Thursday, 15 March 2012
Questions without Notice: Take Note of Answers
Grants Allocation, Future Fund
That the Senate take note of the answers given by the Minister for Finance and Deregulation (Senator Wong) to questions without notice asked by Senators Sinodinos and Cormann today relating to the ministerial code of conduct and to the appointment of the next chair of the Future Fund.
There is a Yiddish proverb that says, 'a half truth is a whole lie,' and when people are evasive, misleading and nefarious we find that what they are doing is covering up the issue. The premise of Minister Wong's response was that no recommendation was given as to who should be the head of the Future Fund. Quite obviously, and apparently, this is not correct. This is not so much a question about the capabilities of the former Treasurer of Australia, the person who actually took us out of recession, the person who was appointed by the Labor Party—the Hon. Peter Costello. This is not a question about Mr David Gonski, a very respected businessperson. It is absolutely a question about the honesty in the answer delivered by Minister Penny Wong.
Sometimes you do not have to see the truth to know the truth. Quite obviously there was a recommendation and, quite clearly, Minister Wong has said on a number of occasions in both the printed media and in this chamber that no recommendation was given. But we have found out conclusively that there was an oral recommendation given. If she believes that is not the case, then she is calling David Gonski a liar. If she believes that Peter Costello does not have the 'requisite capabilities', then why did the Labor Party appoint him to the Future Fund?
We have a litany of inconsistencies. A minister who has been held up in the past as being of more honourable character than maybe some others has now sullied her own name and created questions about whether she has misled this place or the general public. It is quite evident that the statements of Mr Gonski are completely incongruous with the statements of Minister Wong. If Mr Gonski did not give a recommendation, as she states, then that clearly indicates that Mr Gonski did not give a recommendation that Mr Gonski should be the leader of the Future Fund. So he did not recommend himself and I would suggest that he knows himself better than anybody else. So he obviously did not believe that he had the requisite capabilities to be the leader of the Future Fund and we have clearly found that he recommended, in an oral form, that Mr Costello be the head of the Future Fund. Yet this is not the story that Minister Wong is telling us. So this is yet another sign of the complete lack of capacity for the truth that is so self-evident in the Labor Party.
On the requirement of the presentation of documents, they have hidden and slithered and sleazed away from delivering the truth so we can all see it. When Minister Wong was asked about the presentation of documents, we got yet another statement. She said the chamber voted against the presentation of documents. You can see even in her words that she is avoiding the facts, that she is hiding the truth. The chamber? No, the Greens and the Labor Party voted against the presentation of documents. In a later little dissertation of her own, she referred to the great Peter Costello. Well, if it is the great Peter Costello, then surely this is the same great Peter Costello that she says does not have the 'requisite capabilities to be head of the Future Fund'.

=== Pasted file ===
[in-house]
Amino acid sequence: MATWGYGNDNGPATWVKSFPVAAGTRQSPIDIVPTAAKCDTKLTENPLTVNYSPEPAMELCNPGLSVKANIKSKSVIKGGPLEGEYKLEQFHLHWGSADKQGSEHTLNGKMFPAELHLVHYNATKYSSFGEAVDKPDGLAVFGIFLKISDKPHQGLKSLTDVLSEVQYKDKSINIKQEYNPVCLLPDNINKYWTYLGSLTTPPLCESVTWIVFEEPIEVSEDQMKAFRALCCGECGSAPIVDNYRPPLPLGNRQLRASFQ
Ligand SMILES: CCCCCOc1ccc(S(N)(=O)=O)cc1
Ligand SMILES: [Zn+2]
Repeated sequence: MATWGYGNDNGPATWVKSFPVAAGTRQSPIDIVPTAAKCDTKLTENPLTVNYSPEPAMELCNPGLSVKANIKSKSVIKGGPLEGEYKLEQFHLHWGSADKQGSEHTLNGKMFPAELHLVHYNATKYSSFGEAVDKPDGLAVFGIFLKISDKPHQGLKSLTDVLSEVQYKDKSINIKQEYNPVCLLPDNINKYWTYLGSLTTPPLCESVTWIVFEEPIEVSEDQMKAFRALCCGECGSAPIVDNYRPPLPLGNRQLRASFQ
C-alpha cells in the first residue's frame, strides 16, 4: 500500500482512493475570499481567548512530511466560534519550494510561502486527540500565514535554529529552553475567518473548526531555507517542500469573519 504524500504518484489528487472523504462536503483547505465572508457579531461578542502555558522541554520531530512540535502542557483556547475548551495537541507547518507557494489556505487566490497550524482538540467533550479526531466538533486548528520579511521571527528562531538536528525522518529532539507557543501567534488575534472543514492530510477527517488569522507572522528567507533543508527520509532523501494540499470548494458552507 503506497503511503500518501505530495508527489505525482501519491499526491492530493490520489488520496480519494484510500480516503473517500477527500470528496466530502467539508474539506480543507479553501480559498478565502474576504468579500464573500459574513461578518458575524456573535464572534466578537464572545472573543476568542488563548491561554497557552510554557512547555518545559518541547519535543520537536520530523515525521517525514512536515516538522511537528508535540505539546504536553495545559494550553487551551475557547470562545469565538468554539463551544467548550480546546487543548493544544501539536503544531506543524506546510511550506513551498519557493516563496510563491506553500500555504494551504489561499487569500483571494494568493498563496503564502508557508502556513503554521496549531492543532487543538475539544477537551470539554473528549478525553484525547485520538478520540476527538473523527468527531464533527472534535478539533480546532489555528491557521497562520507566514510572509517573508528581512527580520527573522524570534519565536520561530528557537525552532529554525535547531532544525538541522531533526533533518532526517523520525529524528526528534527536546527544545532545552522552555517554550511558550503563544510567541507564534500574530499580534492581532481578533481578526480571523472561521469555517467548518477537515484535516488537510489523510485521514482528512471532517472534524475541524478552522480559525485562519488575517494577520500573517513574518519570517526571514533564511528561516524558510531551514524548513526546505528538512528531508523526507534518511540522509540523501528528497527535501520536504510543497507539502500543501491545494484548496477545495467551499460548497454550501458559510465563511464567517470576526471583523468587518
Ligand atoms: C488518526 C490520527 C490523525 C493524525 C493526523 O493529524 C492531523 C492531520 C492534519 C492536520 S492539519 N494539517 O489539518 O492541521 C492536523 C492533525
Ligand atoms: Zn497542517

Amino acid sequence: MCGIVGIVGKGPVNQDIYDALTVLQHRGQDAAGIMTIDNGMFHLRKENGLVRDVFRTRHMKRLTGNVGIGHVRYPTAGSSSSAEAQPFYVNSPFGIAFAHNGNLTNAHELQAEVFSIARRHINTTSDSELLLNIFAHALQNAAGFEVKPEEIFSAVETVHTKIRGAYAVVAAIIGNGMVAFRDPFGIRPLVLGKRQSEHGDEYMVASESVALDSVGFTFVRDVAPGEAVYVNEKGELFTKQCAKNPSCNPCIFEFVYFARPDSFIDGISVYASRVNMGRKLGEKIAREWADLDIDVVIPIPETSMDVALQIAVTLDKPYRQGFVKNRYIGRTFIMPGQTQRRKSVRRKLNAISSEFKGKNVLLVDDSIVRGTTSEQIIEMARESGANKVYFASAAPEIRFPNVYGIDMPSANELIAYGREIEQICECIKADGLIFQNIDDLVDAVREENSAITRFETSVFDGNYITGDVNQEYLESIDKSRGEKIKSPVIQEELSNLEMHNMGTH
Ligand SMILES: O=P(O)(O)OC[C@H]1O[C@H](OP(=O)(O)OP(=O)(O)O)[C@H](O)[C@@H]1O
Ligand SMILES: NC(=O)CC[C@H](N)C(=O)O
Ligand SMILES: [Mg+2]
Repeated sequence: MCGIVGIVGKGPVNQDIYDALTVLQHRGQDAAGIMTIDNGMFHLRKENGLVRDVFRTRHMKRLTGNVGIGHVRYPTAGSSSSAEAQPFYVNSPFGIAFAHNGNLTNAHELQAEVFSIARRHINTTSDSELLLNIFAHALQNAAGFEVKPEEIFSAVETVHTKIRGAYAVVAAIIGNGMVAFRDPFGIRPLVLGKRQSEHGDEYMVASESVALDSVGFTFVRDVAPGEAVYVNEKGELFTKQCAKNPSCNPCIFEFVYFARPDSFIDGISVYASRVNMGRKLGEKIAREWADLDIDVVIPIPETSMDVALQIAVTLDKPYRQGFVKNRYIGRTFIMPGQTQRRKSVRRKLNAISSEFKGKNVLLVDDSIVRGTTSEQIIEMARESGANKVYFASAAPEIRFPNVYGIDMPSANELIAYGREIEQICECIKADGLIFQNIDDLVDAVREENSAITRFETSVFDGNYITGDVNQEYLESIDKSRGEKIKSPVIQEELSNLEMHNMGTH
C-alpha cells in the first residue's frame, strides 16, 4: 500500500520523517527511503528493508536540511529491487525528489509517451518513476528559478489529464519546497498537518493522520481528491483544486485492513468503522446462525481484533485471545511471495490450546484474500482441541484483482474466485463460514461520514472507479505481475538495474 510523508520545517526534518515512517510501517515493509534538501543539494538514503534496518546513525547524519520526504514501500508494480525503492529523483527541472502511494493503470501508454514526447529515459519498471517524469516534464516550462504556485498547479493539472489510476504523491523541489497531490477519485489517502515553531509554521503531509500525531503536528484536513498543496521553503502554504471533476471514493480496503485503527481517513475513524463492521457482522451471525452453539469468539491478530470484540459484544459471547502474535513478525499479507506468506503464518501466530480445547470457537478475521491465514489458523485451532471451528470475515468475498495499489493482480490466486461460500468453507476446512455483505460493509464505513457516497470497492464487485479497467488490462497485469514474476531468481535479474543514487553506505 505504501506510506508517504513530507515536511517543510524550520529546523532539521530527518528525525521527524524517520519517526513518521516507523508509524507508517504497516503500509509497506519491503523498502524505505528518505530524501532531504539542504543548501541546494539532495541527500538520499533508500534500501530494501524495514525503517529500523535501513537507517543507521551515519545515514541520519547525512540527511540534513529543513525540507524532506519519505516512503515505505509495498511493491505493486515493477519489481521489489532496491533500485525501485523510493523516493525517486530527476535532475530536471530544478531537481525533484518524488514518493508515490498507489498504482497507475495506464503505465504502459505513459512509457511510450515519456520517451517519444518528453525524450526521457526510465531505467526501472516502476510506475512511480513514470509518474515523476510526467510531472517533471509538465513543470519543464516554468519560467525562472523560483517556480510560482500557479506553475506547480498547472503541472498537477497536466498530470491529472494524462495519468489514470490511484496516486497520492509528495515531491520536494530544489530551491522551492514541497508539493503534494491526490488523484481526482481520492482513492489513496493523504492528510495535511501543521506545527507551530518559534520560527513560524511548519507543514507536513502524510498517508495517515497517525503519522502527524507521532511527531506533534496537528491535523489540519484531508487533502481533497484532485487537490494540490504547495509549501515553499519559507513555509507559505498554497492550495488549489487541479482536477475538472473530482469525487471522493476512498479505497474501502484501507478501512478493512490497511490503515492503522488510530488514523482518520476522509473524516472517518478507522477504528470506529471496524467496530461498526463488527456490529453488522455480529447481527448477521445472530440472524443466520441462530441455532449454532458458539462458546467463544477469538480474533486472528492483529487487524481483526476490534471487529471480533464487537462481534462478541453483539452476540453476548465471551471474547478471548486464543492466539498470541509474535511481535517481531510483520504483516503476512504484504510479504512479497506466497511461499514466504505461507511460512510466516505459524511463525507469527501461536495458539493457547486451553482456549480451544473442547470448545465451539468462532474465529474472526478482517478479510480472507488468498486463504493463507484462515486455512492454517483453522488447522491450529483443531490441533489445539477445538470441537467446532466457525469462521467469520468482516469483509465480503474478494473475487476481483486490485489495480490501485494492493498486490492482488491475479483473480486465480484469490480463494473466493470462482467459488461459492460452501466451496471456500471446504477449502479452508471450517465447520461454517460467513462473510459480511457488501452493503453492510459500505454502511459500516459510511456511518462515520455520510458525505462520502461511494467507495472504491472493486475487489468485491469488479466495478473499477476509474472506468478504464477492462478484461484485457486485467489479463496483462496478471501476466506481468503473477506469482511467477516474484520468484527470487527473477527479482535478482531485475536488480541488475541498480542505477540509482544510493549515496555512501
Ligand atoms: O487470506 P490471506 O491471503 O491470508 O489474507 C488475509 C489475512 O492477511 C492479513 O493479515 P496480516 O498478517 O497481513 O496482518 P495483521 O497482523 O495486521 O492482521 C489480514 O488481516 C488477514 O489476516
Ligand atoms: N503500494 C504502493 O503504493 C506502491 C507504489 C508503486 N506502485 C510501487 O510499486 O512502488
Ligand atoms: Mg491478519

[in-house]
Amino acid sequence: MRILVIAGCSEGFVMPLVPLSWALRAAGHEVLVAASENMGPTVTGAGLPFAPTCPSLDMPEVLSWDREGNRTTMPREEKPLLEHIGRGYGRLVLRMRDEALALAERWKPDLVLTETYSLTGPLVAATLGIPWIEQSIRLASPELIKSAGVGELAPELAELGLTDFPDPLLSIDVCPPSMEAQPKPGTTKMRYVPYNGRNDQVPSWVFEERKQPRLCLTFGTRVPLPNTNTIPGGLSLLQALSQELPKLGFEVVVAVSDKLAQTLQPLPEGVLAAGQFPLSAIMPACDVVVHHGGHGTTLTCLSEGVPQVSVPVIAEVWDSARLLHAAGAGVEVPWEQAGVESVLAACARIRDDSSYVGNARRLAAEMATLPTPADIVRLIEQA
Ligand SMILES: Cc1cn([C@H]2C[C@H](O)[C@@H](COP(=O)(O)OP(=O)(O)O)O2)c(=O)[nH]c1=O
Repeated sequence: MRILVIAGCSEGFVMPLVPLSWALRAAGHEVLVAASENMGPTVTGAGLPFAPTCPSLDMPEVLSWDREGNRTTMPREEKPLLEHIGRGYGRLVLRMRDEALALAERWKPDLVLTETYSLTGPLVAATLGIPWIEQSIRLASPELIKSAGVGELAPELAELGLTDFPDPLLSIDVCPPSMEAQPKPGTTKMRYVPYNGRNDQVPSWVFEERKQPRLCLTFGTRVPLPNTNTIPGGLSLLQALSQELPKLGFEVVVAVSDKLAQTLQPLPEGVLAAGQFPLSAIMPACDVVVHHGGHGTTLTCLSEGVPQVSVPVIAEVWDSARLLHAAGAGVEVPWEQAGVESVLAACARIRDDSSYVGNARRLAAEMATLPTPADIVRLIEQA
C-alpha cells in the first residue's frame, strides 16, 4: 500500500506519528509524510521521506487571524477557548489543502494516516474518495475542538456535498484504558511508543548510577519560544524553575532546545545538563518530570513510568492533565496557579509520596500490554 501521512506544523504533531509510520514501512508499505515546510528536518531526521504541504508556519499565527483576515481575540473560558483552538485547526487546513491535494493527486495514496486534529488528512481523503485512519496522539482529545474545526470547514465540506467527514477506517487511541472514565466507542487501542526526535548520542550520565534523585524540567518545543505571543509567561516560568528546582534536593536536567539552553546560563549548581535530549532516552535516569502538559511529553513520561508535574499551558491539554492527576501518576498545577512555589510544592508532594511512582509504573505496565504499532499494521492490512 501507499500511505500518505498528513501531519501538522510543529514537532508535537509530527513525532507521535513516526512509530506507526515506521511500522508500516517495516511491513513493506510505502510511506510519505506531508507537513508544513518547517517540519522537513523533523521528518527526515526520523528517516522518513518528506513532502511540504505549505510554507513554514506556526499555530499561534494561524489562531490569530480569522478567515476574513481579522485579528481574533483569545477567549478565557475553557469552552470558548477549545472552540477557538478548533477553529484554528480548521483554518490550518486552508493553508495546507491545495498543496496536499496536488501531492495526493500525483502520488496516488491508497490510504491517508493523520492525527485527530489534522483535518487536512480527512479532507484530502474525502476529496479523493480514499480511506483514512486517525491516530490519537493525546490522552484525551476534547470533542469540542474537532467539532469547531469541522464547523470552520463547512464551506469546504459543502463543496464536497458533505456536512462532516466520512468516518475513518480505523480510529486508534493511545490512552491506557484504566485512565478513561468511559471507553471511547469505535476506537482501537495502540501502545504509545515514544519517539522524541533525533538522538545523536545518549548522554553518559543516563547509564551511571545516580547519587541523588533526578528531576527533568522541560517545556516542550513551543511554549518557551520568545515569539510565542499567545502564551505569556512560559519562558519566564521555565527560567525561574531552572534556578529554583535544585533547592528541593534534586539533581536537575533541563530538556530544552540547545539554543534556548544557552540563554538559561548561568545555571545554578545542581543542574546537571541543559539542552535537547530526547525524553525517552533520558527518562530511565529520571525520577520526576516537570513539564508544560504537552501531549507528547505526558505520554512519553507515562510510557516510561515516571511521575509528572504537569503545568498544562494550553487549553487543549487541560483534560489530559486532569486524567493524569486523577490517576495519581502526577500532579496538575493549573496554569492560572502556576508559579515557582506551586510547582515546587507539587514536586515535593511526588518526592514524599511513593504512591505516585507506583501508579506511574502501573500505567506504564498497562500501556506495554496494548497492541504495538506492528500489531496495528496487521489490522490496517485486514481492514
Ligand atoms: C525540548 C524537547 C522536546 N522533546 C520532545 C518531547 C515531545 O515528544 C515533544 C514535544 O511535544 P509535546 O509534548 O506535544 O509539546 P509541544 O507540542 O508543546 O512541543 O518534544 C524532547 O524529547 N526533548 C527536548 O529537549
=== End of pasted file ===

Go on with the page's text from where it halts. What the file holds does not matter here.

The Australian people now have a situation where Minister Wong has become, in a funny way, very similar to a former President of the United States, George W Bush. They had a selection criteria as to who was going to be the Vice-President of the United States. They made a person who was head of a giant oil field service company in Dallas the selector. That person's name was Dick Cheney. Later on President Bush rang up Dick Cheney and told Dick Cheney to select himself. It is strange, isn't it, how after a period of time there is this almost Orwellian place where we find it very hard to tell the men from the pigs and the pigs from the men. But we have arrived at this spot now. To be honest, it is not about Mr Gonski and it is not about Mr Costello; it is about the Labor Party, it is about Minister Wong and it is all about lies.
It is a pleasure to participate in this debate. The contribution that we just heard from Senator Joyce—and members of the Liberal opposition in their questioning of the Minister for Finance and Deregulation, Senator Wong—frankly highlights both hypocrisy and distraction. That is what the Liberal Party is about in raising this issue. Let me go to the issue of hypocrisy on the appointment of Mr Gonski to the Future Fund. The process has been clear, the appointment has been made. It has been made before the current chair's, Mr Murray, position was to lapse, I understand, by some four weeks.
The Liberal opposition have criticised my colleague, Senator Wong, a fine finance minister, on a number of grounds. Firstly, they talked about transparency in the process. Nothing could have been more thorough and comprehensive and transparent than the process that Minister Wong went through. Compare the process and the comprehensiveness over the last year with that of the past. Where was the open and transparent process when Mr Costello, as Treasurer, appointed the original members to the Future Fund? Why is the Liberal Party criticising the comprehensive and thorough and transparent approach of my colleague, Senator Wong, when they did not apply the same set of criteria and standards when Mr Costello was establishing the Future Fund? Why didn't they apply the same standards? It is hypocrisy.